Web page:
In 1997, Martin Feldstein wrote “EMU and International Conflict,” an essay arguing that European monetary union could heighten tensions within Europe and between Europe and the United States. At the time, the article was widely dismissed as alarmist, and it has been a source of mirth in the years since. Here is an excerpt from the abstract:
A European central bank would be unresponsive to local unemployment, while political union would remove competitive pressures within Europe for structural reform, prompting protectionism and conflict with the United States.
Now, it’s clear that the PIIGS are not at war with Germany. But is it safe to say that the failings of the euro have exacerbated tension within the EU? As Greece and Germany trade accusations back and forth, as the likelihood of a Greek default grows by the day, one gets the impression that Feldstein is on to something.
And Paul Krugman is now all but calling for the euro to be dismantled, or rather pared back as Greece and potentially other vulnerable states withdraw:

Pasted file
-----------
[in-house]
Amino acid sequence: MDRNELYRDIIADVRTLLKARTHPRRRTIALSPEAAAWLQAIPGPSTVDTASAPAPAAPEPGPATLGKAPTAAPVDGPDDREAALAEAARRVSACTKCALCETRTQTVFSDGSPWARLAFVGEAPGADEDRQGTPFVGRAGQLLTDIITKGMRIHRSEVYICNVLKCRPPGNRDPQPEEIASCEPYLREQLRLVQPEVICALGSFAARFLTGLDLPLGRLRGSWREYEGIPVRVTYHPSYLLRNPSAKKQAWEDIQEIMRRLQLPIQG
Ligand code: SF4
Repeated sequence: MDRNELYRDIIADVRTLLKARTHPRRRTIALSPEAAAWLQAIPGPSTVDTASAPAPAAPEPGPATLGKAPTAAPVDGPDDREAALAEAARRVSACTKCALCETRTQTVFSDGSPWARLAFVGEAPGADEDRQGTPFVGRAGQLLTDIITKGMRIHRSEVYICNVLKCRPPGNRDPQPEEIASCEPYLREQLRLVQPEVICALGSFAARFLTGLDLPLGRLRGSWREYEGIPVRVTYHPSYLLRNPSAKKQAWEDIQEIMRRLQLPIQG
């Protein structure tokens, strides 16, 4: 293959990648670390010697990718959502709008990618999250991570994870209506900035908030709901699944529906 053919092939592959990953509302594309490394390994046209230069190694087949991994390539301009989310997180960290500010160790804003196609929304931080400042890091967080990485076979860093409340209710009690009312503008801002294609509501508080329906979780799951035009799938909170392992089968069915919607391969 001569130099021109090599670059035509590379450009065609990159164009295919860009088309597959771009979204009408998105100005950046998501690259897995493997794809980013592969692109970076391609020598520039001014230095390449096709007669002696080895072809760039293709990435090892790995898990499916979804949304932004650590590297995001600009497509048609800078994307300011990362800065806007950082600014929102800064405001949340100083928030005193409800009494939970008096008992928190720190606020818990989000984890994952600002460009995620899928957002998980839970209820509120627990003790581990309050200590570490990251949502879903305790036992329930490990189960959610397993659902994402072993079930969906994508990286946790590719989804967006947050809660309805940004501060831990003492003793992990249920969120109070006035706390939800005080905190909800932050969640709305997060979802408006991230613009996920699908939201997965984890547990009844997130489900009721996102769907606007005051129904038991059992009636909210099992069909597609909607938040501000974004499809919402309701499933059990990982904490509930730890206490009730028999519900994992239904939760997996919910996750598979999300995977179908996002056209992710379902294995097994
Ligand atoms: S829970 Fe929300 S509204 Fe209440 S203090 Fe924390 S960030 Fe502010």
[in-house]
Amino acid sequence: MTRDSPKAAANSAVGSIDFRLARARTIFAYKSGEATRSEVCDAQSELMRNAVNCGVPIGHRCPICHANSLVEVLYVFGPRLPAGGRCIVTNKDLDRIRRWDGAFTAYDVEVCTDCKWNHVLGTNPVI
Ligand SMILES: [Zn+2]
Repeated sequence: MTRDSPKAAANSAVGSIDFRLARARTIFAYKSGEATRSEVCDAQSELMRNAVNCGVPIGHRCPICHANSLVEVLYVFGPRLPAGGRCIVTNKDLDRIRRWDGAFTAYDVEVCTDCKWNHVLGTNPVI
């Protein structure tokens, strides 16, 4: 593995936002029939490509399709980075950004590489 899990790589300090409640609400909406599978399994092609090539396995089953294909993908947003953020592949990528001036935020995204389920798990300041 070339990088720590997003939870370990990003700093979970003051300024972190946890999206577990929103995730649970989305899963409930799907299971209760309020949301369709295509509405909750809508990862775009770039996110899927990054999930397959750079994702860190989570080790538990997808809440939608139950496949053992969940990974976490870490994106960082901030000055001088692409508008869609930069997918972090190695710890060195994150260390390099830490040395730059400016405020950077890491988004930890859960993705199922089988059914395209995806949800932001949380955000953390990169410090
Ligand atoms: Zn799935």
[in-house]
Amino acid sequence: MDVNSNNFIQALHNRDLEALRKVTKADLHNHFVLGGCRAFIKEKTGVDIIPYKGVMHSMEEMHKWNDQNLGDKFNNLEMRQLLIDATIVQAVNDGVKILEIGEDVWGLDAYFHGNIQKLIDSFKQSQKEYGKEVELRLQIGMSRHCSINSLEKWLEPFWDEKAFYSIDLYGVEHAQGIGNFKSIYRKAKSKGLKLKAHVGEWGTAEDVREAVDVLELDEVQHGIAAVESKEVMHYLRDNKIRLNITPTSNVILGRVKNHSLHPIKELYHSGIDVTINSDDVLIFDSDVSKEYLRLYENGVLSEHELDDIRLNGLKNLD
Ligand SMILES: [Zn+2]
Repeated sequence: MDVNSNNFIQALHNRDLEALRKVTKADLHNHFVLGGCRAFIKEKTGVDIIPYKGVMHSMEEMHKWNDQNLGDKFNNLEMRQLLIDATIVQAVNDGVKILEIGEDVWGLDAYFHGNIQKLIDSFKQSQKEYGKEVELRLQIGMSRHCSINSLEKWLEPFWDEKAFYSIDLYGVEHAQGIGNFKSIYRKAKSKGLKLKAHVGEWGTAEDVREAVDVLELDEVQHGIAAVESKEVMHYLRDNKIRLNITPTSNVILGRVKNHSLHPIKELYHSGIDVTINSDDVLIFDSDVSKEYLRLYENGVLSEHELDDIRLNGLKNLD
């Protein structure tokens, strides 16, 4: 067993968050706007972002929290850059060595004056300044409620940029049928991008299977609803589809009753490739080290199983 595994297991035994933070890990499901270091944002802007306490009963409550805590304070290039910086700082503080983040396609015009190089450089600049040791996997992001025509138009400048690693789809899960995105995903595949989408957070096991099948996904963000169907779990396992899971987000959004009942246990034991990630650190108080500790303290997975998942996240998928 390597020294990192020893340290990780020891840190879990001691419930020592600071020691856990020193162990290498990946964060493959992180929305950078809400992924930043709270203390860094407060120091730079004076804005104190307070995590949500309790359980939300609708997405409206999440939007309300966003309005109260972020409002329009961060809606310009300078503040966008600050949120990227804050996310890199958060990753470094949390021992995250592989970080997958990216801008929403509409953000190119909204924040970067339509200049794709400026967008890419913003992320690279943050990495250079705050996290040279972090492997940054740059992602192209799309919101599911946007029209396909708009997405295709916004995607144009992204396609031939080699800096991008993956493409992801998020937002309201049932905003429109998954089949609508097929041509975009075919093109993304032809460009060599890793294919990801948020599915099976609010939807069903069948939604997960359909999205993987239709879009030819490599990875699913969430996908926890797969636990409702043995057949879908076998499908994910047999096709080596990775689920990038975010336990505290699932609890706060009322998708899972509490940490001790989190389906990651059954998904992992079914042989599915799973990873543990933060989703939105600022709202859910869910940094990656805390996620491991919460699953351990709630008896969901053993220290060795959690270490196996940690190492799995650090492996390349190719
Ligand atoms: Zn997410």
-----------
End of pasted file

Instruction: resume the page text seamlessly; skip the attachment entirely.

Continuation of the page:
Think of it this way: the Greek government cannot announce a policy of leaving the euro — and I’m sure it has no intention of doing that. But at this point it’s all too easy to imagine a default on debt, triggering a crisis of confidence, which forces the government to impose a banking holiday — and at that point the logic of hanging on to the common currency come hell or high water becomes a lot less compelling.
And if Greece is in effect forced out of the euro, what happens to other shaky members?
Fascinating stuff. My sense is that we’re at the start of an international shakeout, not the end.